7. A computer-readable program product on recordable media, the program product comprising:
an object oriented class replacement mechanism that generates an instance of a selected class by using a key that includes information relating to a selected processing context to access an appropriate entry in class configuration data stored external to the class, wherein the key comprises context information appended to a text string class identifier, the class replacement mechanism comprising a factory object that generates an instance of the selected class by accessing the appropriate entry in the class configuration data using the key, the class replacement mechanism further comprising a key generator mechanism that generates the key from the text string class identifier and from the context information; and
signal bearing media bearing the object oriented class replacement mechanism.
Description
BACKGROUND OF THE INVENTION

1. Technical Field

This invention generally relates to the data processing field. More specifically, this invention relates to the field of object creation in object oriented systems.

2. Background Art

Since the dawn of the computer age, overall computer system technology has evolved and progressed through advances in both hardware performance and software programming techniques. As the complexity of computer hardware and software increases, the need to efficiently and effectively develop new software becomes more acute. Software development costs have continued to rise because complex programs take more time, and hence more money, to produce. Object oriented programming (OOP) is one way computer programmers have sought to reduce the time and costs associated with developing complex software. A single object in OOP represents an individual operation or a group of operations that are performed by a computer system upon information controlled by the object. Objects can be thought of as autonomous agents that work together to perform certain tasks. Sometimes entire computer programs are made up of groupings of objects and sometimes objects are simply accessed by more traditional computer programs to perform one specific task or subtask.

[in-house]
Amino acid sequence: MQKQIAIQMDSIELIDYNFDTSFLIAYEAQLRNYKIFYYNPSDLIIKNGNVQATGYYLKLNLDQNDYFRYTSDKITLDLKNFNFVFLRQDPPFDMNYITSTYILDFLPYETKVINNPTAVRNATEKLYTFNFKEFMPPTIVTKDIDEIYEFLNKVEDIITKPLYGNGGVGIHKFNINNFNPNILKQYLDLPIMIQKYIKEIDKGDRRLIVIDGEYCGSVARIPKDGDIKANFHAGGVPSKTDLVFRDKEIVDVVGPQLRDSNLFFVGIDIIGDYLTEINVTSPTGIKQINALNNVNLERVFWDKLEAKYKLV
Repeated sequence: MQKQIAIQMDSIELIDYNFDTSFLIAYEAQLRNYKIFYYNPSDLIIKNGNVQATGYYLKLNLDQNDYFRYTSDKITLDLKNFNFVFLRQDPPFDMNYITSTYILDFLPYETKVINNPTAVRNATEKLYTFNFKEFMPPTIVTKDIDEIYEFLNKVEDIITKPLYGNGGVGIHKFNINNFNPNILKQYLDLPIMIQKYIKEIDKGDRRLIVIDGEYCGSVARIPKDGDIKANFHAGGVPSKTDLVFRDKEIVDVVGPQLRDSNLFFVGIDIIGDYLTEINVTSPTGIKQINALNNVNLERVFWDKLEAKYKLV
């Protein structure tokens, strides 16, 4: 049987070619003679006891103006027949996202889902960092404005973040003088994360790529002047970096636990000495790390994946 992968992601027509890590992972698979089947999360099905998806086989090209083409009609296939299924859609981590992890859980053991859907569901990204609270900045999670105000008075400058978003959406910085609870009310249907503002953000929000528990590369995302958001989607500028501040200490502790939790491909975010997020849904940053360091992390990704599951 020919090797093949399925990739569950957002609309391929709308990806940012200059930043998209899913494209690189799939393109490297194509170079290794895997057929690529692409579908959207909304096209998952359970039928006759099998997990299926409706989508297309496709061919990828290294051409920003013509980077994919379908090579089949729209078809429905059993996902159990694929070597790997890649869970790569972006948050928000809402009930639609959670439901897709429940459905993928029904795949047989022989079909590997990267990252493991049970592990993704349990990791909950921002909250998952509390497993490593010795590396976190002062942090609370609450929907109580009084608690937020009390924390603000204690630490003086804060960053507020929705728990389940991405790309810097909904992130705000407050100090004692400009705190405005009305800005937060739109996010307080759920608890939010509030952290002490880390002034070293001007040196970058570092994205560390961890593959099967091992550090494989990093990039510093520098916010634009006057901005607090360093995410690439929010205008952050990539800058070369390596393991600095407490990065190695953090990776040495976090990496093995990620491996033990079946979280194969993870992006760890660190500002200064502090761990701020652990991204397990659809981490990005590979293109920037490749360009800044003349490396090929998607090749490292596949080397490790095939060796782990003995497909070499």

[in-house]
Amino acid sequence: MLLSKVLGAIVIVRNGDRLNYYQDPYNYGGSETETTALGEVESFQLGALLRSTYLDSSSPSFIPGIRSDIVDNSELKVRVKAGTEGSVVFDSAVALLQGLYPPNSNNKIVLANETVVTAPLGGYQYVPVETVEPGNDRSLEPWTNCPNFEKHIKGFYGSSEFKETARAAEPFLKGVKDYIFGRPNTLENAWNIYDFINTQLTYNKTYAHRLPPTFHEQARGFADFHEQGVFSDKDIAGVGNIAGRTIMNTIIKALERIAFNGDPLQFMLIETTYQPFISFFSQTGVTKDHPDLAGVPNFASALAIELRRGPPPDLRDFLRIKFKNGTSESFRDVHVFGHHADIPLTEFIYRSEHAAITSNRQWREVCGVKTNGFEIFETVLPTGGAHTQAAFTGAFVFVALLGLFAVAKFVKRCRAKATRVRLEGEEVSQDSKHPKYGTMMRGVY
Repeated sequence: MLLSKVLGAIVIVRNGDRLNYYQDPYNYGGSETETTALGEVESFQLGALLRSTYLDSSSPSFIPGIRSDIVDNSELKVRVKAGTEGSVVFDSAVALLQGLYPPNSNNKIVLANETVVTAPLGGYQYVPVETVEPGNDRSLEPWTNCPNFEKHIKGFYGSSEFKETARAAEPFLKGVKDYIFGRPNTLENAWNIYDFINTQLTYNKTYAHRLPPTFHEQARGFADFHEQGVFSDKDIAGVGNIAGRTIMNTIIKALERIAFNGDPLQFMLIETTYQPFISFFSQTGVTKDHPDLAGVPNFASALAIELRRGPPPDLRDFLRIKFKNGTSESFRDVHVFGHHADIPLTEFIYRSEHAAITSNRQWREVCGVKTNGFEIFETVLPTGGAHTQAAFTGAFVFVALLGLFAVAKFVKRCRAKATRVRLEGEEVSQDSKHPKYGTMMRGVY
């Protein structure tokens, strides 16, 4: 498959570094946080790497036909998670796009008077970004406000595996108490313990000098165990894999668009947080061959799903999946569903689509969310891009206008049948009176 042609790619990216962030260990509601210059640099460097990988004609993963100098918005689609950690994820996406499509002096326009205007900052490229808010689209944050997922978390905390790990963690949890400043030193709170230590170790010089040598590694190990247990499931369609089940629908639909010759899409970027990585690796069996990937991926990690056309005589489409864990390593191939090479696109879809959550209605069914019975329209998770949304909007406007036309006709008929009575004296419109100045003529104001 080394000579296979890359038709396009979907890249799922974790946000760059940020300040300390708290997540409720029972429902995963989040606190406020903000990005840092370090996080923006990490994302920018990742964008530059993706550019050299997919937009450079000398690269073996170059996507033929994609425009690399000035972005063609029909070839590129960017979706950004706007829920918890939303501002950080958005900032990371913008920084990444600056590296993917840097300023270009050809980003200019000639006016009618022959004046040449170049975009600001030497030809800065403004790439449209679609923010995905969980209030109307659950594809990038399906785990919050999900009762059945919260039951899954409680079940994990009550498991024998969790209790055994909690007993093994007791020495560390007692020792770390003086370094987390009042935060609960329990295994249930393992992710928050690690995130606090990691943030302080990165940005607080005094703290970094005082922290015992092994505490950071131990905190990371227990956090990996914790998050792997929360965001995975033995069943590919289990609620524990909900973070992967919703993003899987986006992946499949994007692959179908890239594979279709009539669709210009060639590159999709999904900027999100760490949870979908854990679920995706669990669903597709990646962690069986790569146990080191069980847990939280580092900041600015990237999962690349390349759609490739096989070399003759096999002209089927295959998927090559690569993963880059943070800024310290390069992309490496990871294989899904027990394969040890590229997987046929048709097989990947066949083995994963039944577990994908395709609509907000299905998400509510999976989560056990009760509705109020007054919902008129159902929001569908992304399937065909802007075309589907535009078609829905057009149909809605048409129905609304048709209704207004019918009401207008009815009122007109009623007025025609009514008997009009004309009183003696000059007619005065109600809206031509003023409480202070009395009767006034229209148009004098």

The goal of using object oriented programming is to create small, reusable sections of program code known as objects that can be quickly and easily combined and re-used to create new programs. This is similar to the idea of using the same set of building blocks again and again to create many different structures. The modular and reusable aspects of objects will typically speed development of new programs, thereby reducing the costs associated with the development cycle. In addition, by creating and re-using a group of well-tested objects, a more stable, uniform, and consistent approach to developing new computer programs can be achieved.